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1006 Science - 15 June 2010

At the end of May, teachers were asked to complete a survey on how they taught science and what they would like to see happen in science teaching at Kaikohe East School.

What is happening now?

How confident are we in teaching science?  Of the seven teachers who replied, only one was not confident in teaching science. Most described themselves as being “happy” or “OK” with teaching science. Follow up questioning showed they enjoyed taking science topics but were not confident they were doing it well.

How do we teach science? Those teachers taught science through units of work, usually described as “short”. I presume this to mean a couple of weeks rather than a whole or half term unit. When further questioned, however, the teachers thought their approach often turned the units from pure science into technology, literacy or even art units.

What science have we taught so far this year? Three of the seven felt they had taken no science based units at all so far this year. There was a small range of topics covered by the teachers who listed science units taken including recycling, wasteland, autumn and weather. Most of these topics would be classified as “living world” or “nature”. Only one teacher had touched on the “physical world” strand (cells and circuits) and nobody had touched on “the material world” strand (chemistry) or “planet Earth and beyond” (Autumn can be seen as this strand but not with our teachers’ approach)

What have we got planned for the rest of the year? Apart from the garden, teachers did not have science topics planned for next term nor term 4. Most, however, anticipated that they would plan topics before the start of next term.

How good (or bad) are the school’s resources? Most commented on a need to have resources that matched the topics they were expected to cover but few had checked out the school’s resources and were unsure of what we already had. Three teachers went on-line to look for activities.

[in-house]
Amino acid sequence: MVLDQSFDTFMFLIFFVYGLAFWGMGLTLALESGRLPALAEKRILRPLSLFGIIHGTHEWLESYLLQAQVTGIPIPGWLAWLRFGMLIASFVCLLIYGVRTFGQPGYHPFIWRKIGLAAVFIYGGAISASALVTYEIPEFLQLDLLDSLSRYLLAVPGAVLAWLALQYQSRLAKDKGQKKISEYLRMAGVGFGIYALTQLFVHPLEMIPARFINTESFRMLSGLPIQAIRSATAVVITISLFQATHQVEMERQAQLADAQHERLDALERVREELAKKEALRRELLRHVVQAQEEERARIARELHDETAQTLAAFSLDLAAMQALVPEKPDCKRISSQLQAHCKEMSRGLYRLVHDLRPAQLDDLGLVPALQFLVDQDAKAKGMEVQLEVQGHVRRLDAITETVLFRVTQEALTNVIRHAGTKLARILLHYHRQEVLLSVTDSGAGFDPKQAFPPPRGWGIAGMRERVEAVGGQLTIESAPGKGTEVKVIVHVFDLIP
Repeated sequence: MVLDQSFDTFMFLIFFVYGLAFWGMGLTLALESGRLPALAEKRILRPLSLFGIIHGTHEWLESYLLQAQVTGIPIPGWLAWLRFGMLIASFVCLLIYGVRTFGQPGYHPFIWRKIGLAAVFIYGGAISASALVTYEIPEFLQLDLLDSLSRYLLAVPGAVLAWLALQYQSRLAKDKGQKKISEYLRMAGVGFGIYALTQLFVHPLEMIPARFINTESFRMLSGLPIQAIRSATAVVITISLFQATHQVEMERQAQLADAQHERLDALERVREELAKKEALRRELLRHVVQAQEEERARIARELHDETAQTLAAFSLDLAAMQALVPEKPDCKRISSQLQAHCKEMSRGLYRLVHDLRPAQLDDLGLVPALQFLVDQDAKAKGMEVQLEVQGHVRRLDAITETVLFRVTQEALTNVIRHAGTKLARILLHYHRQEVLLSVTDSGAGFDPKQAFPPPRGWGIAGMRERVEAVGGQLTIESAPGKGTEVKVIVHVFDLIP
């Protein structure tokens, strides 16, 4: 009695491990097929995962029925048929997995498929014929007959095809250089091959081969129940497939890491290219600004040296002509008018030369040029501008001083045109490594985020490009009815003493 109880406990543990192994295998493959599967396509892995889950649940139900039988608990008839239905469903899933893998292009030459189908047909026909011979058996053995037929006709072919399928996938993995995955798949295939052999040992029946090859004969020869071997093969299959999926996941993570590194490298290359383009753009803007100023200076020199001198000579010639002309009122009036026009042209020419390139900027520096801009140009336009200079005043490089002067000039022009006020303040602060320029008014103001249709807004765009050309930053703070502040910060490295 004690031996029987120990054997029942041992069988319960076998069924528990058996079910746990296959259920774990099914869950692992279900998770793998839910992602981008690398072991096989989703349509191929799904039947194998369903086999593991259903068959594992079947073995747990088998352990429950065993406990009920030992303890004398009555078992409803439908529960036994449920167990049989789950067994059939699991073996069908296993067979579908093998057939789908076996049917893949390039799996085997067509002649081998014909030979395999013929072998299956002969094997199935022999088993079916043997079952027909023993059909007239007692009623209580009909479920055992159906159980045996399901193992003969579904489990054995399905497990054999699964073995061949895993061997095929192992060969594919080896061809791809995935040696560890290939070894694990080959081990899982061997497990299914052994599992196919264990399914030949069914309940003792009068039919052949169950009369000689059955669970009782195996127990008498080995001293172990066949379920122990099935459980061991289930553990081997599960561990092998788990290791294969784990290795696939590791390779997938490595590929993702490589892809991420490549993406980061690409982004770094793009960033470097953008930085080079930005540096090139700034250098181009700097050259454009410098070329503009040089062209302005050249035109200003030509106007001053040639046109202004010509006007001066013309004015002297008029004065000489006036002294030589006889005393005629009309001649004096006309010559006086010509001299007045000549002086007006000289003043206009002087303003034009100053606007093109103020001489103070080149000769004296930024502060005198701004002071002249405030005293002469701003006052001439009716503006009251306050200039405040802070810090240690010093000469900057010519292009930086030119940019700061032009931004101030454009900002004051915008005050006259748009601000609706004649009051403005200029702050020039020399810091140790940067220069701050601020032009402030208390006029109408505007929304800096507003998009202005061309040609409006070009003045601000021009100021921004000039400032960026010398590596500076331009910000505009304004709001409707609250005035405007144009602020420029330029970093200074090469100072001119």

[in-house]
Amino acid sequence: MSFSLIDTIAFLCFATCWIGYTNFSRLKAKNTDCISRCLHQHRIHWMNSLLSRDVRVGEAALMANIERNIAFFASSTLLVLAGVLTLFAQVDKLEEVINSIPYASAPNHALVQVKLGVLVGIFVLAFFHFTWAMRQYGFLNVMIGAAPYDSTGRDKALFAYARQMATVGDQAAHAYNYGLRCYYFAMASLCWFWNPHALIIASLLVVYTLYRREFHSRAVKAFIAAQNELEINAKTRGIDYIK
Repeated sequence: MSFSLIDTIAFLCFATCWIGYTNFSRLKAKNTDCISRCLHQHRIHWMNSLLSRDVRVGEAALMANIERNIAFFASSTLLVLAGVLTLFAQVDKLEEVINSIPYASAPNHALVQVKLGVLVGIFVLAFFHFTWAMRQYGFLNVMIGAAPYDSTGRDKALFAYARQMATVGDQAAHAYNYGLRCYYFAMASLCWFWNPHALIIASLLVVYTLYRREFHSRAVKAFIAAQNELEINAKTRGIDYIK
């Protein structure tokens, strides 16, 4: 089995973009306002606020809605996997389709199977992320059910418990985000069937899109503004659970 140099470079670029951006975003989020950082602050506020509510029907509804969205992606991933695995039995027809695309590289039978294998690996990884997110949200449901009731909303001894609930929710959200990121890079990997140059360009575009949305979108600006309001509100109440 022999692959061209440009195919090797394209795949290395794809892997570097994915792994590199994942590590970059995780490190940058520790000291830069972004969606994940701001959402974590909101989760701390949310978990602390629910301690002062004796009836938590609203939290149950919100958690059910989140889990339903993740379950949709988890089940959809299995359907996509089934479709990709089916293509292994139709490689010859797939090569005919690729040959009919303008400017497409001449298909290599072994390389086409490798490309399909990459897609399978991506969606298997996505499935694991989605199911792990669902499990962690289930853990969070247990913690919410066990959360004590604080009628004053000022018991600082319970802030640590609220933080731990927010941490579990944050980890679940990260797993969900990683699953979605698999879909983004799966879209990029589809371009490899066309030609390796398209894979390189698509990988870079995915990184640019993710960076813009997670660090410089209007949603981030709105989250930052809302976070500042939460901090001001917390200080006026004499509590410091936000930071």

What would we like to see happen?

Lift the profile of science. There is a feeling that science has had to take a back seat to numeracy and literacy over the past few years. It was noted that even the science units accessed through TKI (the Ministry’s web site) are more English units with a science topic rather than science units with an English component. Most agreed that we need to raise science’s profile as a subject.

Decide what our children need to know. Our work on the new curriculum highlighted the need to identify our pupils’ needs and interests. During a survey, the pupils indicated they would like to conduct experiments and we have identified some likely topics. We now need to get together and sort out the what, when and how these could be covered. We also need to define a balanced, suitable programme. While our staff enjoys the freedom from not being tied to a too prescriptive scheme, the seven who replied to the survey indicated they might be happy to be told what to teach at this point in their progress.

Decide what good science teaching looks like. We can bring in facilitators from TEAM Solutions and get together with the Intermediate and Northland College to raise the staff’s awareness of investigative studies and the skills of teaching science. We’re not sure however that that expertise is still out there. I think that if we tried a unit each and reported back on how we went, it would be a start. You never know. We might already be quite good at it!

Be familiar with the resources we already have and decide what we need?  This ties in with the second point. What are we going to teach?

Science Budget Report to 31 May

Year to DateAnnual Budget   Difference from Budget % Variance
 $234 $500     $26647%